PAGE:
Traditionally, data has been viewed as a cost center, with its value only loosely connected to financial outcomes. However, in the age of data-driven business decisions, this approach is outdated. Today, data managers are under pressure to try and understand the return on investment (ROI) of their data products. This is needed to resolve one of the most complicated questions in the industry — how do you justify your data team. 

So, measuring data ROI at the data product level should now be considered as an absolutely crucial goal for optimizing resources. This realization led me to starting Seemore Data. I wanted to help organizations use data ROI to maximize the impact of data initiatives, prioritize them and ultimately achieve business success. 

This is a key difference between what we are spearheading at Seemore Data compared to other players in the sector. Their approach is to try to optimize the data workloads, which is the largest chunk of the process. They only impact ROI through a focus on cost reduction. And maybe using these tools means you are trying to optimize a workload that doesn’t bring any value at all. 

The bottom line is data leaders need to start looking beyond their data cloud. They need to think of the value of their data products. So, don’t stop at optimizing Snowflake and start looking at the value your data products are bringing. That’s why you perceive yourself as a cost center and not as a driver of value. The ability to look at ROI at the data product level will make you more connected to the value.  Always think — value, value, value.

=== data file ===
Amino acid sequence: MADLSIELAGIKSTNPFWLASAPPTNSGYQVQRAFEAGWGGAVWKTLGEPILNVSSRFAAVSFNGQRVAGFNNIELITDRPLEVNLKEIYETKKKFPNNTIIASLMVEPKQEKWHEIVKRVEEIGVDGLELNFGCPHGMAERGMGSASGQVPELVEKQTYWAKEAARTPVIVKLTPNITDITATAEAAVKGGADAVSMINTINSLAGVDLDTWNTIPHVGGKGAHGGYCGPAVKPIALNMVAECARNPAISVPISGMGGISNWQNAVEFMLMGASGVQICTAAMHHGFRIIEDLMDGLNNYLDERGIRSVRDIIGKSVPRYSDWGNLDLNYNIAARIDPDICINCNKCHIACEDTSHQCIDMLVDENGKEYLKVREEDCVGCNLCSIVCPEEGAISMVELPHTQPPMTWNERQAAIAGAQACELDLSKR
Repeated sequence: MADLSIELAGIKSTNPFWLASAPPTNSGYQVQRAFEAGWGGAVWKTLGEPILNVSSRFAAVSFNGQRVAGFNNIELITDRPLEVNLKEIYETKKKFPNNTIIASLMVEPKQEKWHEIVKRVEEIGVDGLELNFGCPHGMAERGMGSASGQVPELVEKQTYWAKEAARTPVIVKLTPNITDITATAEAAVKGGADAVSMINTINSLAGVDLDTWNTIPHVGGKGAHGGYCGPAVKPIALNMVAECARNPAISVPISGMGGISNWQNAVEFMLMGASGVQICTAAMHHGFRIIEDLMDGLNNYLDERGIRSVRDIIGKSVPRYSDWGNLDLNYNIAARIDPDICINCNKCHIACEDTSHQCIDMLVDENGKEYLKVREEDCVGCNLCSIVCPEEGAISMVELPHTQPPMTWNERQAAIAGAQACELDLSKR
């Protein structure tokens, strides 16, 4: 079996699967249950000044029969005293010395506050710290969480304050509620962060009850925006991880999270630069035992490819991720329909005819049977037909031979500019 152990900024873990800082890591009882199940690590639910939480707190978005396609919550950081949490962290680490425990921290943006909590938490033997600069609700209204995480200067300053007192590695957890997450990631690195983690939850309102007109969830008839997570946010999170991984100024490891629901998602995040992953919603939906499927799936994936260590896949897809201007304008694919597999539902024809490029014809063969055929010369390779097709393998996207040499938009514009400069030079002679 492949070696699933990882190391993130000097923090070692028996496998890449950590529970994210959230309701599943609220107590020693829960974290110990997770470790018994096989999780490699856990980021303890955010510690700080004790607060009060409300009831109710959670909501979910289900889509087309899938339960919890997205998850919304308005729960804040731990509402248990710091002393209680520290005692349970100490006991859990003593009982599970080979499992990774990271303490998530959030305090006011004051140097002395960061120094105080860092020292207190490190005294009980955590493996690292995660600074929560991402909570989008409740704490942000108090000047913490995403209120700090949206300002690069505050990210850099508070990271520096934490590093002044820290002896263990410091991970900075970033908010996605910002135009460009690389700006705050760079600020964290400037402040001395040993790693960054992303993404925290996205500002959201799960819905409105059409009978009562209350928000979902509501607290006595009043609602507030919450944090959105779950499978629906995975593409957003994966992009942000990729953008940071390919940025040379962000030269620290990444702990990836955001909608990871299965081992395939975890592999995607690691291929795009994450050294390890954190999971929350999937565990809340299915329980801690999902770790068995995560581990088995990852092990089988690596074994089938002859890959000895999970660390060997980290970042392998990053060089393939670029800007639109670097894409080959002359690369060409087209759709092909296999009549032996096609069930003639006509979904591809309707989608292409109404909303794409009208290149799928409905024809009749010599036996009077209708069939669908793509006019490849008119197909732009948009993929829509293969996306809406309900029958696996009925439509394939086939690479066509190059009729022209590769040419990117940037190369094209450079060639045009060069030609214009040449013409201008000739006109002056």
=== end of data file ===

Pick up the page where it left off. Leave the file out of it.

Seemore Data enables data leaders to achieve this by revealing how their data is being used and the value it creates. Understanding the impact of their data will help them make wiser investment decisions in data initiatives that deliver value and benefit. 

If data leaders want to reduce data costs and to understand the impact their team has on the business, they need to understand Data ROI at the data product level and not at the solution level. They need to stop viewing data as a cost center and constantly focus on the value and impact it delivers. Helping you achieve this is our mission at Seemore Data. 

— Are you interested in continuing this discussion directly with Guy? You can message him at guy@seemoredata.io to delve deeper into the benefits of measuring data ROI at the data product level and how you can achieve this.